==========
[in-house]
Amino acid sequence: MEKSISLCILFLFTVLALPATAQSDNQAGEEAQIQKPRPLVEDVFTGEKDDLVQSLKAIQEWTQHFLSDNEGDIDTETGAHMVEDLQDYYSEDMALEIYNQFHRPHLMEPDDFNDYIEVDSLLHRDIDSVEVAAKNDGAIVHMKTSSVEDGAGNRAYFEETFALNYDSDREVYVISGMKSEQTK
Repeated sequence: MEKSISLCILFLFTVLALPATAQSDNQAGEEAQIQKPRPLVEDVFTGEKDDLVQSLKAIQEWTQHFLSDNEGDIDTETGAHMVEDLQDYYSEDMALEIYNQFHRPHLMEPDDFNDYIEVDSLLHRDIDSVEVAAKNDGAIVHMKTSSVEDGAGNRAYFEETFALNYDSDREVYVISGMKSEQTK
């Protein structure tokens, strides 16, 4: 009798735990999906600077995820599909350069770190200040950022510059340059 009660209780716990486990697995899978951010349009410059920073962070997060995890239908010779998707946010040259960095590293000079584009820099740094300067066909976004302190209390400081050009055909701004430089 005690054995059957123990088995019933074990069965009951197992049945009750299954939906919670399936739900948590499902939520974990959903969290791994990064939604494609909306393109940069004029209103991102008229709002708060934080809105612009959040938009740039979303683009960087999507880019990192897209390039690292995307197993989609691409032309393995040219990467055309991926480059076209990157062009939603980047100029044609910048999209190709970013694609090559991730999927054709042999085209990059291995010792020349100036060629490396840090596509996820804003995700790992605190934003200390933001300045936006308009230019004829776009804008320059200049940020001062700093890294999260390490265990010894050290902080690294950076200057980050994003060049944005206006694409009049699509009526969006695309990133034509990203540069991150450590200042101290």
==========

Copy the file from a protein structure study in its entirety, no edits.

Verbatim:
[in-house]
Amino acid sequence: MEKSISLCILFLFTVLALPATAQSDNQAGEEAQIQKPRPLVEDVFTGEKDDLVQSLKAIQEWTQHFLSDNEGDIDTETGAHMVEDLQDYYSEDMALEIYNQFHRPHLMEPDDFNDYIEVDSLLHRDIDSVEVAAKNDGAIVHMKTSSVEDGAGNRAYFEETFALNYDSDREVYVISGMKSEQTK
Repeated sequence: MEKSISLCILFLFTVLALPATAQSDNQAGEEAQIQKPRPLVEDVFTGEKDDLVQSLKAIQEWTQHFLSDNEGDIDTETGAHMVEDLQDYYSEDMALEIYNQFHRPHLMEPDDFNDYIEVDSLLHRDIDSVEVAAKNDGAIVHMKTSSVEDGAGNRAYFEETFALNYDSDREVYVISGMKSEQTK
């Protein structure tokens, strides 16, 4: 009798735990999906600077995820599909350069770190200040950022510059340059 009660209780716990486990697995899978951010349009410059920073962070997060995890239908010779998707946010040259960095590293000079584009820099740094300067066909976004302190209390400081050009055909701004430089 005690054995059957123990088995019933074990069965009951197992049945009750299954939906919670399936739900948590499902939520974990959903969290791994990064939604494609909306393109940069004029209103991102008229709002708060934080809105612009959040938009740039979303683009960087999507880019990192897209390039690292995307197993989609691409032309393995040219990467055309991926480059076209990157062009939603980047100029044609910048999209190709970013694609090559991730999927054709042999085209990059291995010792020349100036060629490396840090596509996820804003995700790992605190934003200390933001300045936006308009230019004829776009804008320059200049940020001062700093890294999260390490265990010894050290902080690294950076200057980050994003060049944005206006694409009049699509009526969006695309990133034509990203540069991150450590200042101290």